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April 14, 1999
Crabapples, honey locust, elms, oak, linden, beech, and other trees that appear to be leafing out late or unevenly may have cankerworm infestations. These loopers, or inchworms, are slender green to brown caterpillars that grow to about 1 inch long. A reduced number of prolegs on the abdomen causes the caterpillars to move in a looping motion. Eggs hatch at bud break, and the caterpillars eat the expanding leaves of the host. Check for cankerworms by striking the tree branch. Caterpillars will fall off the leaves and be suspended by silk threads.

Control cankerworm caterpillars with Bacillus thuringiensis kurstaki (Dipel, Thuricide) or another labeled chemical insecticide. Cankerworms are less obvious than they once were. Before the Dutch elm disease epidemic, when American elms lined the streets, outbreaks of these caterpillars would be very noticeable because they would strip these trees of all foliage in the spring.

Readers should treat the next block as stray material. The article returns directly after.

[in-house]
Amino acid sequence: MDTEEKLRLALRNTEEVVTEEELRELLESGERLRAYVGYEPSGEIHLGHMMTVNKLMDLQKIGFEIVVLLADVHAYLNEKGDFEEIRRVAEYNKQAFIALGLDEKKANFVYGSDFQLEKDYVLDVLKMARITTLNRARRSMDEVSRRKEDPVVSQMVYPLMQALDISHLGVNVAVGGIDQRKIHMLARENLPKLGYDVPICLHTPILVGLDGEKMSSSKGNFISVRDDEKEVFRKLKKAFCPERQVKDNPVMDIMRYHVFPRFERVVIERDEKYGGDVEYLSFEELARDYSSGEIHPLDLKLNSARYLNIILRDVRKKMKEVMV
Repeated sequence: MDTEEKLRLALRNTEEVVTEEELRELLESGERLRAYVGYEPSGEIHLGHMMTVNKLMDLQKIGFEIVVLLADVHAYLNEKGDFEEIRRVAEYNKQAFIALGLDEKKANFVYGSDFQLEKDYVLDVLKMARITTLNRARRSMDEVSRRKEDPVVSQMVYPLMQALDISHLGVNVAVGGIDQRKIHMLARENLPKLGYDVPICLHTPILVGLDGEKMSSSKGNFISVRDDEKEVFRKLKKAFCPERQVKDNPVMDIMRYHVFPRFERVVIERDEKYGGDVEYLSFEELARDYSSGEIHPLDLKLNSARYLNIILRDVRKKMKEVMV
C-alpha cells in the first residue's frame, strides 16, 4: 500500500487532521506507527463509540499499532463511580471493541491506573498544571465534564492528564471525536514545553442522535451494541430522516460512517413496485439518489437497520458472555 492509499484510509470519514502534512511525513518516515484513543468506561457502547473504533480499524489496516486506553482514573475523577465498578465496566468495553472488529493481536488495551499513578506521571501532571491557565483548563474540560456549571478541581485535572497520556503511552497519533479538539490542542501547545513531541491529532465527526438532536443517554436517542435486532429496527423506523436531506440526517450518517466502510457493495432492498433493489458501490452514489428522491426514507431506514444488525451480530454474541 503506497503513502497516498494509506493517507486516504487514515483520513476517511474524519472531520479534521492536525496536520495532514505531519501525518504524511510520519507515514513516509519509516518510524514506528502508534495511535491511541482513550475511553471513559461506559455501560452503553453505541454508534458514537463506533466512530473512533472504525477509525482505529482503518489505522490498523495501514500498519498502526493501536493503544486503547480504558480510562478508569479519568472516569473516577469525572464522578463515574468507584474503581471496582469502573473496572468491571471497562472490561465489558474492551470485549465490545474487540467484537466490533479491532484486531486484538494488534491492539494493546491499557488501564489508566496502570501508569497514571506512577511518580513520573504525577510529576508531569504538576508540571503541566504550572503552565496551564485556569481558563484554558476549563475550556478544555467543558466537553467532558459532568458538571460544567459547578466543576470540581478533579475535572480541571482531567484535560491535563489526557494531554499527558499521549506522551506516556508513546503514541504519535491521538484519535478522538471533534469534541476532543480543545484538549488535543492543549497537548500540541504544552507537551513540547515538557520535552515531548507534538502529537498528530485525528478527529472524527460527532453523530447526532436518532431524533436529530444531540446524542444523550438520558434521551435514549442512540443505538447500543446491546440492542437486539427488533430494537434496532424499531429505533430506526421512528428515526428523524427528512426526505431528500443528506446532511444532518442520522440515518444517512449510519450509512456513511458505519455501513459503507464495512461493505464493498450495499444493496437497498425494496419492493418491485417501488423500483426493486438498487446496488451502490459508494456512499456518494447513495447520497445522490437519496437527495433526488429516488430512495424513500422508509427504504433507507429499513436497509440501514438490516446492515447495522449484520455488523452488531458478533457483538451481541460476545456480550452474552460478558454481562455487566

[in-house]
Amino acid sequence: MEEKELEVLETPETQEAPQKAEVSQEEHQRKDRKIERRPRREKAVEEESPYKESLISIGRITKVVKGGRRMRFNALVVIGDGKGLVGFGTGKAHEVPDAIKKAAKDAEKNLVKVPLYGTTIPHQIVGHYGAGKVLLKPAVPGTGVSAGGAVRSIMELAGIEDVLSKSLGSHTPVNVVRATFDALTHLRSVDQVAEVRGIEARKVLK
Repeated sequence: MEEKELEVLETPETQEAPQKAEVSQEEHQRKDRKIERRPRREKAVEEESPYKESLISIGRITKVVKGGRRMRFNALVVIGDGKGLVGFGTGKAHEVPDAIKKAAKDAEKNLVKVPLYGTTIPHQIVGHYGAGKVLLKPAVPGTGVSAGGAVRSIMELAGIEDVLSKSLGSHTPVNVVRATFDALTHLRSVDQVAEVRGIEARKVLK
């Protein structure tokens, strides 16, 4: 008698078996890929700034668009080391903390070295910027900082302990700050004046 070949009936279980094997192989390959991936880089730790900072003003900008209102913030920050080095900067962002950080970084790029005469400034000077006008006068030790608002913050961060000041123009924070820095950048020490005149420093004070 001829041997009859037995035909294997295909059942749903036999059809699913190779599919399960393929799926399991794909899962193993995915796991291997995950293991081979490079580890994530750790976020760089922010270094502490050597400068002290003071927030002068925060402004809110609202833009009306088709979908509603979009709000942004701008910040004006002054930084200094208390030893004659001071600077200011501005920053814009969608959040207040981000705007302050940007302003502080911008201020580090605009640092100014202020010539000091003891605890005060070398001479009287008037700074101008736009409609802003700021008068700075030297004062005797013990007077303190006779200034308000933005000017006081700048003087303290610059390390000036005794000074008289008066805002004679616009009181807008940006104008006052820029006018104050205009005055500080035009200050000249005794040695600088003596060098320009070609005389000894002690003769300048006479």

Toward the end of May, mature caterpillars will drop down on silk strands to the soil to pupate. There are two species of cankerworm. The fall cankerworm emerges as a moth in November and December to lay eggs, while the spring cankerworm emerges to lay eggs in late February and early March. The males are usually the earliest and last moths to be seen. The females are wingless, grayish, 1-inch long insects that climb the host tree to lay their eggs. Both species of cankerworms are present as caterpillars in the spring. (Phil Nixon)
Author: Phil Nixon


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